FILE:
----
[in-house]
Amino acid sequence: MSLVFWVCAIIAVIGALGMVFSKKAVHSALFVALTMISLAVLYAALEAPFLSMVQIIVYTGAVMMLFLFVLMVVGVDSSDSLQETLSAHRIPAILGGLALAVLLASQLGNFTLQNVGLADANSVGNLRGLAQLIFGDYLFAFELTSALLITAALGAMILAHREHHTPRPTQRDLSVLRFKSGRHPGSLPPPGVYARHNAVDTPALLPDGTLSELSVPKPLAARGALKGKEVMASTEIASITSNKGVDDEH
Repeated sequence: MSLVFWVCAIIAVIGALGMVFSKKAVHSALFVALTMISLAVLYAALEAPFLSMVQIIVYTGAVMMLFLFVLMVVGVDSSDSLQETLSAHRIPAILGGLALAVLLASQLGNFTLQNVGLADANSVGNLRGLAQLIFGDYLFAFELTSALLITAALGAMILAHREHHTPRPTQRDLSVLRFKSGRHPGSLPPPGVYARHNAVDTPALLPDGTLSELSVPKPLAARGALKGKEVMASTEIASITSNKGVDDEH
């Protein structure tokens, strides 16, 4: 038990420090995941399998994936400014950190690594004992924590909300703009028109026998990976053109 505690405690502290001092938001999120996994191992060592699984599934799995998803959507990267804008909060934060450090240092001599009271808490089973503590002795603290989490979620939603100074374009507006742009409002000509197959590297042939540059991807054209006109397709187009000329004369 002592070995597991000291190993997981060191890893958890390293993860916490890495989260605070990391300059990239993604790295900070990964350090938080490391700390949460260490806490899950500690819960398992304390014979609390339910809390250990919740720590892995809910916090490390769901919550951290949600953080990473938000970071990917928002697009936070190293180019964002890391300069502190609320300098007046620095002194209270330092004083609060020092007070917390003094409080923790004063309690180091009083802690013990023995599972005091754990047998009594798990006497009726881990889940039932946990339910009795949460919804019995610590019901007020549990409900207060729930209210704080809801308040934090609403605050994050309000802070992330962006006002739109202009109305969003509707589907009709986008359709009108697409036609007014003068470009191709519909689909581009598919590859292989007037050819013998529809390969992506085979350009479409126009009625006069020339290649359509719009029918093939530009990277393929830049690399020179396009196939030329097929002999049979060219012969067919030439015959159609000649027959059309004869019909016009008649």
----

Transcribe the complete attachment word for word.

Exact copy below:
[in-house]
Amino acid sequence: MSLVFWVCAIIAVIGALGMVFSKKAVHSALFVALTMISLAVLYAALEAPFLSMVQIIVYTGAVMMLFLFVLMVVGVDSSDSLQETLSAHRIPAILGGLALAVLLASQLGNFTLQNVGLADANSVGNLRGLAQLIFGDYLFAFELTSALLITAALGAMILAHREHHTPRPTQRDLSVLRFKSGRHPGSLPPPGVYARHNAVDTPALLPDGTLSELSVPKPLAARGALKGKEVMASTEIASITSNKGVDDEH
Repeated sequence: MSLVFWVCAIIAVIGALGMVFSKKAVHSALFVALTMISLAVLYAALEAPFLSMVQIIVYTGAVMMLFLFVLMVVGVDSSDSLQETLSAHRIPAILGGLALAVLLASQLGNFTLQNVGLADANSVGNLRGLAQLIFGDYLFAFELTSALLITAALGAMILAHREHHTPRPTQRDLSVLRFKSGRHPGSLPPPGVYARHNAVDTPALLPDGTLSELSVPKPLAARGALKGKEVMASTEIASITSNKGVDDEH
């Protein structure tokens, strides 16, 4: 038990420090995941399998994936400014950190690594004992924590909300703009028109026998990976053109 505690405690502290001092938001999120996994191992060592699984599934799995998803959507990267804008909060934060450090240092001599009271808490089973503590002795603290989490979620939603100074374009507006742009409002000509197959590297042939540059991807054209006109397709187009000329004369 002592070995597991000291190993997981060191890893958890390293993860916490890495989260605070990391300059990239993604790295900070990964350090938080490391700390949460260490806490899950500690819960398992304390014979609390339910809390250990919740720590892995809910916090490390769901919550951290949600953080990473938000970071990917928002697009936070190293180019964002890391300069502190609320300098007046620095002194209270330092004083609060020092007070917390003094409080923790004063309690180091009083802690013990023995599972005091754990047998009594798990006497009726881990889940039932946990339910009795949460919804019995610590019901007020549990409900207060729930209210704080809801308040934090609403605050994050309000802070992330962006006002739109202009109305969003509707589907009709986008359709009108697409036609007014003068470009191709519909689909581009598919590859292989007037050819013998529809390969992506085979350009479409126009009625006069020339290649359509719009029918093939530009990277393929830049690399020179396009196939030329097929002999049979060219012969067919030439015959159609000649027959059309004869019909016009008649």